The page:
” While the Pacific Grove Library had hoped to mark last Saturday’s 110th anniversary with the commencement of its long-anticipated renovation project, instead the day marked the initiation of a new public campaign designed to raise the additional money needed to complete the plan.Library Director Scott Bauer said original cost estimates for the remodeling were from $750,000 to $1 million. But a more accurate estimate is between $1.2 to 2 million.“The most basic bare bones design was coming in at about $1.2 to 1.3 million,” said Bauer, noting that costs for construction were much higher than originally expected. “The better design that people really wanted was coming in at $2 million.”Still, the new campaign dubbed “110 days of Fundraising” that kicked off at Saturday’s celebration at Pacific Grove’s Jewell Park has seemed to pay off. Bauer said that as of Tuesday, $1.95 million have been raised thanks to additional donations and pledges that came in over the weekend.”

http://www.montereyherald.com/article/NF/20180515/NEWS/180519894

San Francisco: Library’s $3.4M radio frequency technology proposal meets with opposition

From San Francisco Examiner

“The San Francisco Public Library is trying for a second time after more than a decade to convince the Board of Supervisors to provide funding to deploy radio frequency technology in books and other lending materials. But at least one supervisor wants to kill the plan.Supervisor Jeff Sheehy, who serves on the Board of Supervisors Budget and Finance Committee, said Thursday that he intends to make a motion to strike the library’s $3.4 million budget proposal for RFID, pointing to concerns over privacy and other spending priorities like increased security.The library wants to install RFID tags in all lending materials, which emit radio waves that are read by an RFID reader identifying the item.Acting City Librarian Michael Lambert defended the RFID proposal Thursday during a budget committee hearing.”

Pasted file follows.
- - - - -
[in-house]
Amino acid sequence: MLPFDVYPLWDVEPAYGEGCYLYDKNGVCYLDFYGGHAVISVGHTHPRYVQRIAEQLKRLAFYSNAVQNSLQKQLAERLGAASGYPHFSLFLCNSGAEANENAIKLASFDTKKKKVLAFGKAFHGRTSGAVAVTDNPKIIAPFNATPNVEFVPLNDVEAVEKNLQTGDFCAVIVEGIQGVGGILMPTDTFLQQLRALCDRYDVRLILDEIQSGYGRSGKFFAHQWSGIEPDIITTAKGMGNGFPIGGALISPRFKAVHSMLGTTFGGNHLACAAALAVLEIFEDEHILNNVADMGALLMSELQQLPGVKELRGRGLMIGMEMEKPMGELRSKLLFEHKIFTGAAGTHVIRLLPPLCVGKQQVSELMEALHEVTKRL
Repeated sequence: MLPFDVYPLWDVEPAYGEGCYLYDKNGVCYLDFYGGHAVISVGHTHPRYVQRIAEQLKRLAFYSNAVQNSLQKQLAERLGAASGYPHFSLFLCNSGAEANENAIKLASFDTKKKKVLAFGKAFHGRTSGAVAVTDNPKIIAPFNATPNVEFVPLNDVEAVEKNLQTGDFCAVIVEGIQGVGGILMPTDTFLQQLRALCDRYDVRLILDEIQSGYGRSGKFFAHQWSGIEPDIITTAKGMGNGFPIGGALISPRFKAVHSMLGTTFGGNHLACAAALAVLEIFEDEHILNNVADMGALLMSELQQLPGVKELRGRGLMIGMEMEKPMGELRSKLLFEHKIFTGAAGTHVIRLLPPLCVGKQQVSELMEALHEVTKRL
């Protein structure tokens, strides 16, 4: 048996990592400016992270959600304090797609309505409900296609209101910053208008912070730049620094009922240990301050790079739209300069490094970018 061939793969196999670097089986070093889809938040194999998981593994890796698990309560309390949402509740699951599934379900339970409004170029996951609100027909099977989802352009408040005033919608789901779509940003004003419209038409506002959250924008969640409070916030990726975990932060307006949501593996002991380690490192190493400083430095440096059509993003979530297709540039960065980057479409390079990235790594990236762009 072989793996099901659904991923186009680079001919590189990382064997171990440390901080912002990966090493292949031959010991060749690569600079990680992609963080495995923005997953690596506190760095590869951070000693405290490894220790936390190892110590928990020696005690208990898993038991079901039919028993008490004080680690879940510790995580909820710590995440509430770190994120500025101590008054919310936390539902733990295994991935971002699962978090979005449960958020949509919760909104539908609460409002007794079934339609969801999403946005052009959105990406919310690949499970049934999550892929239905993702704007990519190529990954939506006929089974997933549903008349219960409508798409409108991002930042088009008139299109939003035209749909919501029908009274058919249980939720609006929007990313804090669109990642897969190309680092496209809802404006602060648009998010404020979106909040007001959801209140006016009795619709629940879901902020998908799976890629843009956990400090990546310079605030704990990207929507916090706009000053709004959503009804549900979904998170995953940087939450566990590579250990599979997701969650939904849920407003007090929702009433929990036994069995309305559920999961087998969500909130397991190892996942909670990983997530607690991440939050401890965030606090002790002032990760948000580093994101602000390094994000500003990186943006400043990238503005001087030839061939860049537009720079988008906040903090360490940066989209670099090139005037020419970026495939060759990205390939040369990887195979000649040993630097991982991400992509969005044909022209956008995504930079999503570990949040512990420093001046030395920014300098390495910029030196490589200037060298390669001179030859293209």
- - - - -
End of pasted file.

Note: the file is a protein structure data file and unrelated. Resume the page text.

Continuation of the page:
http://www.sfexaminer.com/librarys-3-4m-radio-frequency-technology-proposal-meets-opposition/

Mountain View: New library director to start in July

From Mountain View Voice

” Mountain View officials have hired a new director to lead the city’s library. Tracy Gray, who currently heads the Sonoma County Library System, will start her new position at Mountain View Library in July. She replaces the current library director Rosanne Macek, who is retiring.”

https://www.mv-voice.com/news/2018/05/14/new-library-director-to-start-in-july

Santa Monica: A Haven for the Homeless

From US News

“James sat camped outside the main branch of the Santa Monica Public Library on a recent sunny day, his meager belongings in a backpack, and explained how his bout of homelessness started: He fell off the roof of a three-story house.”I’m from Kentucky. They gave me every drug under the sun – ‘You’ve got to have this the rest of your life,'” the 54-year-old says, a country twang in his gentle voice. “I got addicted to the drugs – all of ’em.”James says he’s since gotten off the pharmaceuticals, only occasionally smoking a little bit of marijuana for his chronic pain. He says he’s received “plenty of sandwiches” from a local shelter, for which he is “grateful,” but that what he’s needed for several months is a caseworker – someone to help him get an apartment and a part-time job, which he thinks he can manage.Perhaps surprisingly, staff at the library say they’ll be able to connect him with one.James is one of many homeless people who flock to the library in Santa Monica, California – an idyllic, trendy and fast-gentrifying beach community that also serves as a haven for the less fortunate.”

https://www.usnews.com/news/healthiest-communities/articles/2018-05-09/in-santa-monica-california-a-haven-for-the-homeless-seeks-to-do-more